Sochi, Game 10: Carlsen Extricates Himself

Время публикации: 22.11.2014 07:11 | Последнее обновление: 22.11.2014 19:34

Magnus is leading by a narrow margin two steps before the finish

In the 10th game of the World Championship match, Anand's opening preparation proved to be superior and allowed him to seize the initiative from the beginning, but the strong 19th move found by Carlsen in the critical moment has saved the champion from serious troubles. Even though Anand was still keeping some winning chances, he lacked either the confidence or the energy (or both), and failed to organize any serious siege to the Black's position. Anyway, Vishy has scored the 'moral victory' in the opening, as the way chosen by Carlsen today is hardly going to find any deliberate followers.

The photo report by Evgeny Surov and Mikhail Sholudko

The Grunfeld Defence
1.d4 Nf6 2.c4 g6 3.Nc3 d5 4.Nf3 Bg7 5.Qb3 dxc4 6.Qxc4 0–0 7.e4 Na6. A specific and extremely sharp line of the Grunfeld Defence.
8.Be2 c5 9.d5 e6 10.0–0 exd5 11.exd5.

11...Re8. This is less studied than 11...Bf5 played more than once by Kasparov in his matches against Karpov. However, the text move was also practiced by the 13th World Champion, as well as by many other top GMs.
12.Bg5 (this idea had been seen in a game by one of the Anand's seconds, Polish GM Radoslaw Wojtaszek) 12...h6 13.Be3!? The point is that White has provoked h7-h6 in order to attack the h6-pawn later on a good occasion.
13...Bf5 14.Rad1!

14...Ne4!? (14...Qb6, Wojtaszek - Ponomariov, Poikovsky 2012) 15.Nxe4 Bxe4. According to Peter Svidler, 15...Rxe4 is more ambitious, or 'critical'. If we continue the line by 16.Qc1 Nb4 17.d6, we get a puzzling position typical for the opening variation chosen by the opponents, in which the engines recommend 17...Rc8. The first question (even though not the 'first line') is now 18.d7!? - the idea is to get the black bishop unpleasantly pinned.

16.Qc1. 16.Qb3 would have been quite inconsistent (as the h7-h6 has already been provoked) and could have been met with 16...Qd6!?, and Black isn't afraid of 17.Qxb7 because of 17...Nb4!. However, 16.d6!? looks like the more serious alternative; after 16...Qd7 17.Qc1 Kh7 White is slightly better, although the play is double-edged, for example: 18.Rfe1 (or maybe 18.Nd2 Bc6 19.Nc4) 18...Rac8 19.a4!? with the idea of Bb5.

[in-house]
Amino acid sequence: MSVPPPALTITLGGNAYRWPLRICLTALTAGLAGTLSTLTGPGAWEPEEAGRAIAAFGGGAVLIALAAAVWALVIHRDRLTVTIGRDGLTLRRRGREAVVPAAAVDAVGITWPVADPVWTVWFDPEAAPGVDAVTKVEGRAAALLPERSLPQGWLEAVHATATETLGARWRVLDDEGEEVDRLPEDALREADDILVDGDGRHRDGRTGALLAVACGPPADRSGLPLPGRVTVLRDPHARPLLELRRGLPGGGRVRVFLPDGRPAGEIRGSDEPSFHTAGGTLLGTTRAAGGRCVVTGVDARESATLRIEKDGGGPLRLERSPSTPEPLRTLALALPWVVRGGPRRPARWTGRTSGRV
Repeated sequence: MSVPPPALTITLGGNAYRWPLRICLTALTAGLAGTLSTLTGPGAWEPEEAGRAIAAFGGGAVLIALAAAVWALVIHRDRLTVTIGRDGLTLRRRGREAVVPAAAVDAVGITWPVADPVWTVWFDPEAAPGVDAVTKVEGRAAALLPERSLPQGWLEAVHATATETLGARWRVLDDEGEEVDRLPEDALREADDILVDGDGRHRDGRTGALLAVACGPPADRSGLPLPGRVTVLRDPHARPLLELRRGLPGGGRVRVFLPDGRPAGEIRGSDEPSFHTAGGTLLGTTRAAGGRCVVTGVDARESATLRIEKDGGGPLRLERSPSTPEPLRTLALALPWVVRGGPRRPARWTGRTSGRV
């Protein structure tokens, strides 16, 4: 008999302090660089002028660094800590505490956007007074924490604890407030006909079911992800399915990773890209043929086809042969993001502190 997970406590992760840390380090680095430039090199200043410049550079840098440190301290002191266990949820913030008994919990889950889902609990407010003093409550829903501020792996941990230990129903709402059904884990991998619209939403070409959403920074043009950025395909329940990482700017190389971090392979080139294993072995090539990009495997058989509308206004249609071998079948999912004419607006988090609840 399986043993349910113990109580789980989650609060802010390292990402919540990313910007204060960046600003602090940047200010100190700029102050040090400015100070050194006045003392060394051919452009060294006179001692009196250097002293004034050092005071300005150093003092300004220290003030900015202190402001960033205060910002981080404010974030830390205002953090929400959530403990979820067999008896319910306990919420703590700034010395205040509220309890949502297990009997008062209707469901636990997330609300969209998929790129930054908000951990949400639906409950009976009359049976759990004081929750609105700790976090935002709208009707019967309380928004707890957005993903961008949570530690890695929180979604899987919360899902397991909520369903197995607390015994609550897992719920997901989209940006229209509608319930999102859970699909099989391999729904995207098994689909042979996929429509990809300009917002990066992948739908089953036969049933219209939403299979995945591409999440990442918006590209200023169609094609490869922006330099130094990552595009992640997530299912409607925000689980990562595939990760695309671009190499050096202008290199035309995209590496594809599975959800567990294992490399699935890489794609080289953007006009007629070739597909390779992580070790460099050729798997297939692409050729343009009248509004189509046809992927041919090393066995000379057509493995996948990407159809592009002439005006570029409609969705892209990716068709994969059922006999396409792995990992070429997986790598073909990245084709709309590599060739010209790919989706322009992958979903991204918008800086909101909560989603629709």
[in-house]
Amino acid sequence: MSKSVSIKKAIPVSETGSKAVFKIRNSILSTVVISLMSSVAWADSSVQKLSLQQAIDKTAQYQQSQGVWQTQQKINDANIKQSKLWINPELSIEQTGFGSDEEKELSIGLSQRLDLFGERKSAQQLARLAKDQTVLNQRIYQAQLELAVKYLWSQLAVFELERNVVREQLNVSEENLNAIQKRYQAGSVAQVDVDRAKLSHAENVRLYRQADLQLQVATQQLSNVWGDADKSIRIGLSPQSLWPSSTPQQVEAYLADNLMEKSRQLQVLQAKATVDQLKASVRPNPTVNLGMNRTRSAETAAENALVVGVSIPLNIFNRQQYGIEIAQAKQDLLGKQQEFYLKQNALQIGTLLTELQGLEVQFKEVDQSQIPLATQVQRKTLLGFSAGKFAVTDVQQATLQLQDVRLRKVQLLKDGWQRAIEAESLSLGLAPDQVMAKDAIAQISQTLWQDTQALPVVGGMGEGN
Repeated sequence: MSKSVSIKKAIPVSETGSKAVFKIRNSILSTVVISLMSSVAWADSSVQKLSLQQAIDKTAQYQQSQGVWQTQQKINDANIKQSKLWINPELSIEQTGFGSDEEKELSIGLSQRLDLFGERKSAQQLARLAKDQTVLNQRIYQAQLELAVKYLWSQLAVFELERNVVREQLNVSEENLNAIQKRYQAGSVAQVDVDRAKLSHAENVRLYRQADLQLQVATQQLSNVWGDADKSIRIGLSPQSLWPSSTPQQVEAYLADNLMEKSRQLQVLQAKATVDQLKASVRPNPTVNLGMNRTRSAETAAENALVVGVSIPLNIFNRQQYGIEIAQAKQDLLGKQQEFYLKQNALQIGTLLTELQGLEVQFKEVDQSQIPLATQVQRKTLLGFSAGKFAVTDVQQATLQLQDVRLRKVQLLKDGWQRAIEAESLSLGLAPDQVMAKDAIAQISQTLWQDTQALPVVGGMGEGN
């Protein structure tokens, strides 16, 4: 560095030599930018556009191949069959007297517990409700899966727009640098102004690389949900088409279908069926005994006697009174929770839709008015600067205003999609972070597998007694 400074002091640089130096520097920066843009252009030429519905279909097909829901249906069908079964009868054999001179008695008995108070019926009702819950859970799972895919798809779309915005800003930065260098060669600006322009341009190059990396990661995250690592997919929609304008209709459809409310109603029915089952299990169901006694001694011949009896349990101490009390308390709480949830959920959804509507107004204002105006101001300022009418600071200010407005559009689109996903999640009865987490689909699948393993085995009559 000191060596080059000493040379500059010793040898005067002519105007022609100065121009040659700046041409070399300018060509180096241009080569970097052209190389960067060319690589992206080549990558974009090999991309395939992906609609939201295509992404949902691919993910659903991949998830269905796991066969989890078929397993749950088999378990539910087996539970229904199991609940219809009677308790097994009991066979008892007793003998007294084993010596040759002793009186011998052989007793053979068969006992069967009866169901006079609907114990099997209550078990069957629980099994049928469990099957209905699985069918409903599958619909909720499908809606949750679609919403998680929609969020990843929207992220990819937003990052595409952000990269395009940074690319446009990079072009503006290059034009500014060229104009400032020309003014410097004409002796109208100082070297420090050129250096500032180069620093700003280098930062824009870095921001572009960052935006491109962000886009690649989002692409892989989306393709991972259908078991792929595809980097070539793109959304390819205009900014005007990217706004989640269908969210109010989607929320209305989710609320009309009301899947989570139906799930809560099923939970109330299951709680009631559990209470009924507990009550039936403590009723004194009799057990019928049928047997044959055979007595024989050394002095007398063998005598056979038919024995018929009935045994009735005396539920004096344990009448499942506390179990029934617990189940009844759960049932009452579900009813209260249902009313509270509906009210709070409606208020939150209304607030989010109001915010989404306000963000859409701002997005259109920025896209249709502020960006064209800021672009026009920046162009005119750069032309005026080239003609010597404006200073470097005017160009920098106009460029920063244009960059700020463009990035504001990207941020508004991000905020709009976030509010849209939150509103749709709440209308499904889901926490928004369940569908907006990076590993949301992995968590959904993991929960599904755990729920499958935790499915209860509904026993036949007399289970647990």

16...Qf6. The other options are 16...Nb4 17.Qxc5 Nc2 18.d6! (with certain difficulties for Black), and 16...Nc7!? which is harder to refute: 17.Bxh6 (with the black knight on c7, 17.Qxc5 isn't already looking dangerous for Black, but 17.d6 Nd5 deserves attention) 17...Nxd5 18.Bxg7 Kxg7 19.Qxc5 (19.Ng5?! Bxg2!) 19...Qf6! - this line should be checked

17...Qxb2?! Perhaps my evaluation can be disputed, but it seems to me that Black could have been closer to a draw than in the game had he played 17...Bxd5 18.Rxd5 Rxe2 19.Rd7 (if 19.Bxg7 Kxg7 20.Rd7 then 20...Re7!) 19...Qxb2 (19...Re7 20.Bg5) 20.Bxg7 (20.Qf4 Qf6! shouldn't be too dangerous) 20...Qxc1 21.Rxc1 Kxg7 22.Rxb7 Rae8. Now if 23.Rxa7 then 23...Nb4 with good drawing chances for Black, despite his slight material deficit.
18.Qxb2 Bxb2 19.Ng5. At the press conference, Carlsen admitted that he hadn't foreseen any problems after the queens' exchange but had underestimated this knight move. However, 19.d6!? could also have been quite unpleasant for Black.